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The hypothesis of this study is that many plasma proteins are altered in concentration and structure in preeclampsia and the elucidation of these alterations will add to the poorly understood pathophysiology of preeclampsia. In this study we will compare the maternal plasma proteomes of early-onset severe preeclampsia versus healthy controls, compare protein expression and quantification of the maternal plasma proteome at the time of diagnosis of EOS-preeclampsia to the plasma proteome of the same affected subject at 48 hours post delivery and we will verify the placental expression of differentially expressed or post-translationally modified proteins found in the plasma of women with EOS-preeclampsia.
Preeclampsia affects 7-10% of all pregnancies and is directly responsible for 50,000 maternal deaths and 900,000 perinatal deaths each year. Preeclampsia remains unpredictable and incurable except through premature delivery of the fetus. It is essential that a better understanding of preeclampsia is obtained.
Proteomics offers a methodology for identification and quantification of each protein fraction found in human plasma in both disease and health. Since proteins are the basic elements of human biology, it is anticipated that alterations in protein posttranslational modification or total protein expression would be indicative and diagnostic of a disease state. Because proteins are recognized to act as messengers through hormone action, act as enzymes to catalyze important organic reactions and serve as structural components of the human body, they are the most representative of the current state of metabolic and structural activity in both the naive and disease state.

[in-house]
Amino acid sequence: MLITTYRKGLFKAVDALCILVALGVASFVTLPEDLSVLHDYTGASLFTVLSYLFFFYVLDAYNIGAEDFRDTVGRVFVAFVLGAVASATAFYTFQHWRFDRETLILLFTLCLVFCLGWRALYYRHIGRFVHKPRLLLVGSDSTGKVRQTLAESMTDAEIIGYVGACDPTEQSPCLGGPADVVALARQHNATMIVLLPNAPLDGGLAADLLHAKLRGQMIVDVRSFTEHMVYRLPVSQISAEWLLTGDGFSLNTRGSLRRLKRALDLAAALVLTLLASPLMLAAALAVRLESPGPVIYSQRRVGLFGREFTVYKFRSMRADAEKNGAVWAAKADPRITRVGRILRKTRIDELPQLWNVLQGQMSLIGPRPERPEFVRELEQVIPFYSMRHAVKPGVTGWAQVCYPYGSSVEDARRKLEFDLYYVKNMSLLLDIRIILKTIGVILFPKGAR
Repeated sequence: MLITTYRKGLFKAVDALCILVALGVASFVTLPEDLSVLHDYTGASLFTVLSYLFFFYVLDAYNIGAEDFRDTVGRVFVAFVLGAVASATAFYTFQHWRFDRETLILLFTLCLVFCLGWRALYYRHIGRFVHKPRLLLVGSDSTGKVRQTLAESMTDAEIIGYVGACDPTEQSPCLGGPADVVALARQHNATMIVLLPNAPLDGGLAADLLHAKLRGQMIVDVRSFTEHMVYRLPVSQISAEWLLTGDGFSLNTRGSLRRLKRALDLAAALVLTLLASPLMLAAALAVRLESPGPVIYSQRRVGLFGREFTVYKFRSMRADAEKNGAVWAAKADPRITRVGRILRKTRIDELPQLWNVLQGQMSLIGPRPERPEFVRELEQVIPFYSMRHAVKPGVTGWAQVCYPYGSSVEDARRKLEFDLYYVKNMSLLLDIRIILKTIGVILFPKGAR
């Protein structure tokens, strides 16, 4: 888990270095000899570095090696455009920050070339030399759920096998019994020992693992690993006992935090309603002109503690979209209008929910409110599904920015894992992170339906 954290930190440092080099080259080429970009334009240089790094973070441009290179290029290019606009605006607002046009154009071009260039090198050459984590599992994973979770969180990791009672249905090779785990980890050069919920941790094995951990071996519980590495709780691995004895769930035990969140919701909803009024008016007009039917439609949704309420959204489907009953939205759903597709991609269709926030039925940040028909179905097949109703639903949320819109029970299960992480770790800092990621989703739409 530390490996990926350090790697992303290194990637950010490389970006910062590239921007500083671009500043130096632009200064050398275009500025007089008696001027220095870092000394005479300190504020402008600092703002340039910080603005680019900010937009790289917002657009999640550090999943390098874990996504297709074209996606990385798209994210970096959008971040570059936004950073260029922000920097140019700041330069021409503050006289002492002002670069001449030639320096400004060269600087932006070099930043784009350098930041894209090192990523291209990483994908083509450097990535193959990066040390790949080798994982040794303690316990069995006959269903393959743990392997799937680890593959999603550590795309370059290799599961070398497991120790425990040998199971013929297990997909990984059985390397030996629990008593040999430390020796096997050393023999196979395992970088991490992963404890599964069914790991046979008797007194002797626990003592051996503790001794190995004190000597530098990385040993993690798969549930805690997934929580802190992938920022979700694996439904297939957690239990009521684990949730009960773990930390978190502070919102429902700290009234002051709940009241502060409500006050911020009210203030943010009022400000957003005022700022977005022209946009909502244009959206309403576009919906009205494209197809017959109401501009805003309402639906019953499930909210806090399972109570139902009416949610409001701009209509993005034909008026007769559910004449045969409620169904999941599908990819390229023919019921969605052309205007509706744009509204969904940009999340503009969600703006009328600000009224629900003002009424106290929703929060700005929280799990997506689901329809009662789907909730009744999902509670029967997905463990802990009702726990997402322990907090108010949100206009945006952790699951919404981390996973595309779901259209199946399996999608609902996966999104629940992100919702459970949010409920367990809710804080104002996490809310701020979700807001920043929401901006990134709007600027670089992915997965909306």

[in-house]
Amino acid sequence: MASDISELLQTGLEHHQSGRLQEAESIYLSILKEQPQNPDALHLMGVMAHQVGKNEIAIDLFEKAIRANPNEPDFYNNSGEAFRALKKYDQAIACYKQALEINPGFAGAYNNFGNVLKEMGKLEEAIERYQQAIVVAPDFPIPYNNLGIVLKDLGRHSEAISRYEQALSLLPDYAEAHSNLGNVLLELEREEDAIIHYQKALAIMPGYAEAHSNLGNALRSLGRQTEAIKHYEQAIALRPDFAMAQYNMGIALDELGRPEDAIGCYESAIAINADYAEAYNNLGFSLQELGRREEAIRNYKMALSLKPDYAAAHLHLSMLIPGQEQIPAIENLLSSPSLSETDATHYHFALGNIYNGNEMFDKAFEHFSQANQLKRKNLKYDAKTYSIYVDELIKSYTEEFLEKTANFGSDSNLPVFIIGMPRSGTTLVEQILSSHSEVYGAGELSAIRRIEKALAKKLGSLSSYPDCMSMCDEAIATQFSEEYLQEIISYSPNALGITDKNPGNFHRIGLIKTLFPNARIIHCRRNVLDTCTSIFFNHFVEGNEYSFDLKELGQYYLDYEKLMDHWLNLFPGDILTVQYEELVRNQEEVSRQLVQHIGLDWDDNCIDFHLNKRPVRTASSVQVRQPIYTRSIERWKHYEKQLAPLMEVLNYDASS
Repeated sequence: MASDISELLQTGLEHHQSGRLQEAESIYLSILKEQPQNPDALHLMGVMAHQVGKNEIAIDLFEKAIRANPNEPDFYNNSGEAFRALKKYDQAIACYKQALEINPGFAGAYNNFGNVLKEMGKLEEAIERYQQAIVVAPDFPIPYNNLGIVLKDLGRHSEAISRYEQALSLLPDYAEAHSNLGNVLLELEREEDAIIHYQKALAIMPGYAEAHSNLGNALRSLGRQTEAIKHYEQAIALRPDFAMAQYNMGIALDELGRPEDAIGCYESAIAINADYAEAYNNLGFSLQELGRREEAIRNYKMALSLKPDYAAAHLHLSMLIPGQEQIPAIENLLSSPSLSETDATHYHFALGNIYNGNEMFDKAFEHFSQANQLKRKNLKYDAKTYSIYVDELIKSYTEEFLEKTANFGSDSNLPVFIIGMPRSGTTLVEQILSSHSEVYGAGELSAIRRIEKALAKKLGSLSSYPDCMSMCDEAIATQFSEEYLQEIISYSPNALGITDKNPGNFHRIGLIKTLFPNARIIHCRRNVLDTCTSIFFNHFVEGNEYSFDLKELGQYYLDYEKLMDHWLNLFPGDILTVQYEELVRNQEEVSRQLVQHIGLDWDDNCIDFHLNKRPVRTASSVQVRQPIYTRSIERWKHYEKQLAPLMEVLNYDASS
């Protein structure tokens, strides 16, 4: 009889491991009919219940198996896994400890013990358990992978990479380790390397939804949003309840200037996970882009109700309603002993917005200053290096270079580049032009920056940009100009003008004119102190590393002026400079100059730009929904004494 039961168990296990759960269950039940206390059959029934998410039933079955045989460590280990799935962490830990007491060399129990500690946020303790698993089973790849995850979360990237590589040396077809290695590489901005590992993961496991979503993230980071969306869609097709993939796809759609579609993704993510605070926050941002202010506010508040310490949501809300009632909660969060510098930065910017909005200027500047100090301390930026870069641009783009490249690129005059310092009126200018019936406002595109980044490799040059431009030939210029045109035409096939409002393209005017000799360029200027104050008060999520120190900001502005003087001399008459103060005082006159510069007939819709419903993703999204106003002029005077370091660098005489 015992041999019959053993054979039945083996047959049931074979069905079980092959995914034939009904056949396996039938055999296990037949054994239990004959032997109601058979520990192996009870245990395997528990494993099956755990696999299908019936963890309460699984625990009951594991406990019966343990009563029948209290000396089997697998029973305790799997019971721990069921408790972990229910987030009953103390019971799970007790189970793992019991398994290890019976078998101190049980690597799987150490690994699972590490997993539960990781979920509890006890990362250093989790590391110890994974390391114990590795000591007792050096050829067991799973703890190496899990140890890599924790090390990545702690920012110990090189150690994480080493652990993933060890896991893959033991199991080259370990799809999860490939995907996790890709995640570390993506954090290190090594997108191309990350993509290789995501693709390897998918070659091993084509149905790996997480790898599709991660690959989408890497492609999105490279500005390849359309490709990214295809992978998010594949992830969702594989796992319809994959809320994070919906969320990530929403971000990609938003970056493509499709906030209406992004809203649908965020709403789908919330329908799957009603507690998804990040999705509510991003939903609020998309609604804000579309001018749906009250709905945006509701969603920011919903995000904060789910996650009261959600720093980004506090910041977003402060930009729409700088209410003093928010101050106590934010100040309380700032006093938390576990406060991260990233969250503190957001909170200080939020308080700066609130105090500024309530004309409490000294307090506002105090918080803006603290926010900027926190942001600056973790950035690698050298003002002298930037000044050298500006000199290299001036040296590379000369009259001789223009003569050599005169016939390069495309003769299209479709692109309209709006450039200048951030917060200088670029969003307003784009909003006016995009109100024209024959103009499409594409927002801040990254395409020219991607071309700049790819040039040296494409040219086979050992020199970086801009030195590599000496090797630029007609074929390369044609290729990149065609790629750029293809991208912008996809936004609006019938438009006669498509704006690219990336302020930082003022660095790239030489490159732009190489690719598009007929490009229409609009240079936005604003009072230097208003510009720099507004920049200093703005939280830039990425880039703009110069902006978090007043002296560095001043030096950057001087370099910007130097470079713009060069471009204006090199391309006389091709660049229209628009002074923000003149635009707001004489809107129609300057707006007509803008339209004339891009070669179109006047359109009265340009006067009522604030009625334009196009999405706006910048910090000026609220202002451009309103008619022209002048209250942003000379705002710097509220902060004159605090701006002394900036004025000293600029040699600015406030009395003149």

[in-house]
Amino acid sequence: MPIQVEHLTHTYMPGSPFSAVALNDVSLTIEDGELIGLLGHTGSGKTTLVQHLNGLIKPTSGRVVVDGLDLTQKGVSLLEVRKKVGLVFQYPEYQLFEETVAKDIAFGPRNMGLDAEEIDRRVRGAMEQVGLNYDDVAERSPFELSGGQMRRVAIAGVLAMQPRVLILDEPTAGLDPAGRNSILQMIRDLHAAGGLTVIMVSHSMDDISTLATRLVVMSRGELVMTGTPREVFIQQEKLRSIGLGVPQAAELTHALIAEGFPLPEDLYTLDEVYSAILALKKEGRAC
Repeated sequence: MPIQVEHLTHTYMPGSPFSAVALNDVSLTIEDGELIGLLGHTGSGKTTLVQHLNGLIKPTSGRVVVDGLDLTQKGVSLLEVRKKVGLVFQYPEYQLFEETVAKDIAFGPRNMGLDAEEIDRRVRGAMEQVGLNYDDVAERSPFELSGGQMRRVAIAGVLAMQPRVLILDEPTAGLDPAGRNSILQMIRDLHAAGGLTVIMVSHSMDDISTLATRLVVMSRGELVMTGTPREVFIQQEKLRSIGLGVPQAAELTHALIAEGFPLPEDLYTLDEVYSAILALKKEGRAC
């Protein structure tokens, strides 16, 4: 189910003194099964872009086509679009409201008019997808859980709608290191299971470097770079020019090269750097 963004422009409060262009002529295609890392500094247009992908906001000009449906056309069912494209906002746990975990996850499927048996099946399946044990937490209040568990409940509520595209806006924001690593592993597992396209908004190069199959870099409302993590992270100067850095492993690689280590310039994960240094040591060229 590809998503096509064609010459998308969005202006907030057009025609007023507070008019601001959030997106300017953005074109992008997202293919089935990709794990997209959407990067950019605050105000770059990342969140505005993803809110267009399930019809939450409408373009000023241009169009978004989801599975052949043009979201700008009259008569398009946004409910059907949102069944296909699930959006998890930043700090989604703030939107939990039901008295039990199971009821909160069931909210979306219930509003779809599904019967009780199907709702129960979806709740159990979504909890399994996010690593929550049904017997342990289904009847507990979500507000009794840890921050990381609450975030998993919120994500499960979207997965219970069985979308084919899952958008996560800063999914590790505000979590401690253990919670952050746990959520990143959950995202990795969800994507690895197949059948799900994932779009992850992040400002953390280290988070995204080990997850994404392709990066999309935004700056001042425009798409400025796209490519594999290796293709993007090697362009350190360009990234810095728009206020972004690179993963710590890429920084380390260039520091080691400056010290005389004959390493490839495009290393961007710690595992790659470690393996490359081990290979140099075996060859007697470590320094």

Two groups of patients will be enrolled: (1) Patients with EOS-preeclampsia (N=30) and (2) healthy patients with normal pregnancies (N=120). The patients with EOS-preeclampsia will be matched (1:4) with contemporaneous control patients who are carrying a singleton gestation at a similar gestational age. To measure changes in proteins, we will compare proteins in the blood plasma of women with EOS-preeclampsia before and after pregnancy. We will also compare the blood plasmas of healthy versus EOS-preeclamptic women for differences in plasma proteins. Finally, we will examine the placental RNA of patients with EOS-preeclampsia and healthy patients delivered at 35-37 weeks gestation.
Observational Model: Case Control, Time Perspective: Prospective
Medical University of South Carolina
Medical University of South Carolina
Published on BioPortfolio: 2014-08-27T03:28:56-0400
This is a research study designed to help identify preeclampsia in pregnant women earlier, and possibly lead to better treatment for women preeclampsia.
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